What is CrossFit;
Can Everyone Really Do It?
We've all heard it: "Anyone can do CrossFit". Sure, by definition, everyone really can do CrossFit.
1. a strength and conditioning program consisting of constantly varied functional movements executed at a high intensity across broad time and modal domains
Often under-explained is that CrossFit, by definition, is a strength and conditioning program that consists of exercises mimicking movement patterns that we often use in our day to day life. This is the "FUNCTIONAL FITNESS" piece of the definition outlined above. There is no set workout routine like Mondays are "chest and tricep" or Thursdays are "leg" days because in most cases and on most days we do multiple exercises that will hit most of your entire body. This allows us to train the way our bodies in the way we naturally move, not just target training.
The "CONSTANTLY VARIED" piece comes into play when we look at the different types of functional exercises we incorporate into our work outs. The varieties of movements we utilize span across several exercise modalities which include powerlifting, weightlifting, monostructural and calisthenics (this is the modal domains part in the definition of CrossFit) . When we mix up the movements in our programming we end up doing a lot of different things so we don't get bored. Here are a few examples of each:
Powerlifting: we sit down and get up or pick things up from the ground everyday, these are your squats and dead lifts
Weightlifting: using our hips to generate power is a big part of weightlifting, so to put it into context, have you ever lifted a heavy suitcase or a box of books and needed to heave it up into your trunk or a high surface? That is us using our hips to generate power.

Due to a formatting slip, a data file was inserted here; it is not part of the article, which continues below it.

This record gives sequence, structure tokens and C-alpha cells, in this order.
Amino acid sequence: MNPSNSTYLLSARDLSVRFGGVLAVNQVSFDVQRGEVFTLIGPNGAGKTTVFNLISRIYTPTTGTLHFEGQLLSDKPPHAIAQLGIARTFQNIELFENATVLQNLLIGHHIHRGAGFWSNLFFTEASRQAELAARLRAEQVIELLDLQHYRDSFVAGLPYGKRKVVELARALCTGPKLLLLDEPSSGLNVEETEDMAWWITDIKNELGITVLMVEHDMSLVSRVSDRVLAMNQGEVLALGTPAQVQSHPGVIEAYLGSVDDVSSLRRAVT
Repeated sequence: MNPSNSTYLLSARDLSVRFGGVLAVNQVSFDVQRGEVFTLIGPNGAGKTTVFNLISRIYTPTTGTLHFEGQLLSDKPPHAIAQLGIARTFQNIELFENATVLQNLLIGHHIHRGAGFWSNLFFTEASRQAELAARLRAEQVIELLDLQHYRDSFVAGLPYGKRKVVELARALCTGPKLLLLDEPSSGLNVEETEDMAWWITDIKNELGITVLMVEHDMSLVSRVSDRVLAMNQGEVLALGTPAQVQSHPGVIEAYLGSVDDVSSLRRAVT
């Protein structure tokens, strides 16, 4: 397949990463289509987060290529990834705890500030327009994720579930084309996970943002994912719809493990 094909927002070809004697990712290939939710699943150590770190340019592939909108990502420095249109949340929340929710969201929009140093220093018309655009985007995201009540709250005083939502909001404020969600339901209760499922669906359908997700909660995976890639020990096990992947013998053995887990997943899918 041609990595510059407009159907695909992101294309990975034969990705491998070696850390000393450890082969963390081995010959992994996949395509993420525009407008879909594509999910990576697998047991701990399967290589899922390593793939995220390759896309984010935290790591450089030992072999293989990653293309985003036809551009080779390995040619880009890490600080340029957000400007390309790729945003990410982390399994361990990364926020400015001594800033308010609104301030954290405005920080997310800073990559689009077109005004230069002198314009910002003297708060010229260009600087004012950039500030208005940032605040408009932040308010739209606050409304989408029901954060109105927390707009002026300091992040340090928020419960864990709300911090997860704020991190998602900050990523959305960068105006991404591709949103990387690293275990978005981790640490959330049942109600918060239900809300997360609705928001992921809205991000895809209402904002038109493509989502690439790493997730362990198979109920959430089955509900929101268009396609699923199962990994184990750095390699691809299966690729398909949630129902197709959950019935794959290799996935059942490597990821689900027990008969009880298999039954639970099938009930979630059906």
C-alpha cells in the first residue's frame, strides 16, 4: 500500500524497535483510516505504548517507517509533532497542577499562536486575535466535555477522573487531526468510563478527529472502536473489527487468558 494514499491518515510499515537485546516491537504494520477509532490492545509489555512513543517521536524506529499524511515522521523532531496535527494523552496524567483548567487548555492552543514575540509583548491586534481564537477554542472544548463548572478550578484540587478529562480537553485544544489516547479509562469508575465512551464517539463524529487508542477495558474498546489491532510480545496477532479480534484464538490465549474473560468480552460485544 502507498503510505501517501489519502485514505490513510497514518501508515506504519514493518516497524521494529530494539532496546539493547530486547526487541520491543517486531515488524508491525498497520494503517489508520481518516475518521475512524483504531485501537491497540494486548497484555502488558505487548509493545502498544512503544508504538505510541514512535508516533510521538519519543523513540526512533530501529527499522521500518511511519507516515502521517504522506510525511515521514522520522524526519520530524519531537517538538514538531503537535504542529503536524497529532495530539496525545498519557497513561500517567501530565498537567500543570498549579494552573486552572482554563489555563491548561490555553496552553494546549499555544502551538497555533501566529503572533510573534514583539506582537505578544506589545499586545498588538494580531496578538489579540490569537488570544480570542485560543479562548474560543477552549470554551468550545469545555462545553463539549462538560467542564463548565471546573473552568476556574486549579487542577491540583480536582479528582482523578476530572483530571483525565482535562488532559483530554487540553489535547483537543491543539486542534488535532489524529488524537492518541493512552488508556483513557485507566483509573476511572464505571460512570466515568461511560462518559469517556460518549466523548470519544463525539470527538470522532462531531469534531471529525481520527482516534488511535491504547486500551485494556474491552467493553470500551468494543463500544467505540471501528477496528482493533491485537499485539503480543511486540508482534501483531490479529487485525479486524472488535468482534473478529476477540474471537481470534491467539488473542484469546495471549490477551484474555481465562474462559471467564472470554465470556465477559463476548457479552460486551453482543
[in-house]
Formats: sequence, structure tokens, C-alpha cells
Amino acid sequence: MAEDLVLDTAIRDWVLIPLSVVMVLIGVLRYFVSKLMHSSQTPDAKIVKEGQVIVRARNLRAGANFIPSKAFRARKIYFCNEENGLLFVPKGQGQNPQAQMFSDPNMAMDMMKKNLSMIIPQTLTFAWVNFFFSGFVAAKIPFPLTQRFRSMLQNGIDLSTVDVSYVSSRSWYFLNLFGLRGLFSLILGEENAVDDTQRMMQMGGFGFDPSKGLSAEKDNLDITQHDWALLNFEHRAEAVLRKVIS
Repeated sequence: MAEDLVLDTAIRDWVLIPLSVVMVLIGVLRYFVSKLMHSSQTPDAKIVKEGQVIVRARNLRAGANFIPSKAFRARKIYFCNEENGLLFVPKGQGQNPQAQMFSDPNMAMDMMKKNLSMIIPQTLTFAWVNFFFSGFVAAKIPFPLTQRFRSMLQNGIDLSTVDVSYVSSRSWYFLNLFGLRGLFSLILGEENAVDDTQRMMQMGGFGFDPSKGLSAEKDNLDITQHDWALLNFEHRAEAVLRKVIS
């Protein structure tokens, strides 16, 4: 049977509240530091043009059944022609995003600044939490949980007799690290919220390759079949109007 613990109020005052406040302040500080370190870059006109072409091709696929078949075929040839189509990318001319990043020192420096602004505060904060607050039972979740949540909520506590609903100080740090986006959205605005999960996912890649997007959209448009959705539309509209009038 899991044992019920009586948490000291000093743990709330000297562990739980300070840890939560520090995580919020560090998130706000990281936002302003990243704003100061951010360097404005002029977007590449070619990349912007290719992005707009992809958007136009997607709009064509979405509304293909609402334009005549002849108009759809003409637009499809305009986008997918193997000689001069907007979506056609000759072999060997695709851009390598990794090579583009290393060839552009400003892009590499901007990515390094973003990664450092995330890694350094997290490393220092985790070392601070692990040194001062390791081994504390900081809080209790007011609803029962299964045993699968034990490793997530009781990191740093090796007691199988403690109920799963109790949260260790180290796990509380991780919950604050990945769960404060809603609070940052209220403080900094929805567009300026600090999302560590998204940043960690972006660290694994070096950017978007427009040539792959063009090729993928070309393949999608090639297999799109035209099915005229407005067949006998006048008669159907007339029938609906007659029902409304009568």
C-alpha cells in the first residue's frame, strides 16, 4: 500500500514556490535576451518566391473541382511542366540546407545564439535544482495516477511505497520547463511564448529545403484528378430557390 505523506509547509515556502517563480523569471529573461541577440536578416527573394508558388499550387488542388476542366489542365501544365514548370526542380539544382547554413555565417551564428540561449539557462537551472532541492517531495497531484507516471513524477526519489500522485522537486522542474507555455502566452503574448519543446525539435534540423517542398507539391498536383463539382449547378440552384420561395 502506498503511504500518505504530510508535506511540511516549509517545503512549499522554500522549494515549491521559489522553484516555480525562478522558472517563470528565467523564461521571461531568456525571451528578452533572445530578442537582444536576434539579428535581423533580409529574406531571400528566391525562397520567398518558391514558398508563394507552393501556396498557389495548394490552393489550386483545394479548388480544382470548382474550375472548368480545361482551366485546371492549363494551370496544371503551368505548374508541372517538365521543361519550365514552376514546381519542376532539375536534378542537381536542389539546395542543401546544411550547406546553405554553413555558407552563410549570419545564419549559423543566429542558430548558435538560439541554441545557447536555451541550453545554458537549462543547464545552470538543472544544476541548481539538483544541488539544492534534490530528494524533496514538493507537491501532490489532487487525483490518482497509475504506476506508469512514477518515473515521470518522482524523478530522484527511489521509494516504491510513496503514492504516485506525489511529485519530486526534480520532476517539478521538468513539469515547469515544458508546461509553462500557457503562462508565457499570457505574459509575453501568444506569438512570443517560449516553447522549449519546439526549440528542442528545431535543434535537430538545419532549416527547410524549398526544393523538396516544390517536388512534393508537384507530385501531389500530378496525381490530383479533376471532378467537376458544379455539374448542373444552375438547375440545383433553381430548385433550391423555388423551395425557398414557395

Monostructural: often misconstrued as "cardio" (which we will touch on this more in another blog post), these movements are things like running, rowing, skipping, biking.
Calisthenics: otherwise known as gymnastics. These are our body weight movements and some might say these are probably the most important movements. These movements allow us to build the strength to control our body in space (and helps us with body spatial awareness)
Lastly, we come to the "HIGH INTENSITY". This is probably the most subjective of the three. Intensity can be described as strength, speed, power, force and the list goes on. So take speed for instance, what is fast for one person may not be fast for another or in terms of strength, what is heavy for one person may not be heavy for another and vice versa. This is why we talk about intensity in percentages here at Black Tusk. If 100% of your capacity means you are sprinting, emptying the tank and you have nothing left afterwards, this type is intensity is a 10/10 hard. If you are maintaining a pace that is manageable for longer periods of time, it might only be 70% of your capacity or a 7/10 hard. As long as you are working at the relative intensity level your coaches are asking for, you are doing CrossFit.
BUT CAN EVERYONE ACTUALLY DO IT?
In short, yes. Everyone can absolutely do it; EVERYONE can participate in constantly varied functional movements executed at a high intensity. The caveat is that for some people CrossFit in a group class setting might not be the best idea. In some cases and scenarios, individuals may require more time and attention than others. This can be for a variety of reasons: pre-existing injuries, poor mobility or some people just need more time and attention generally speaking. So can everyone do CrossFit? Yes. Should everyone do CrossFit in a group setting? Not necessarily.
Book a No Sweat Intro with us and find out what your best fit is!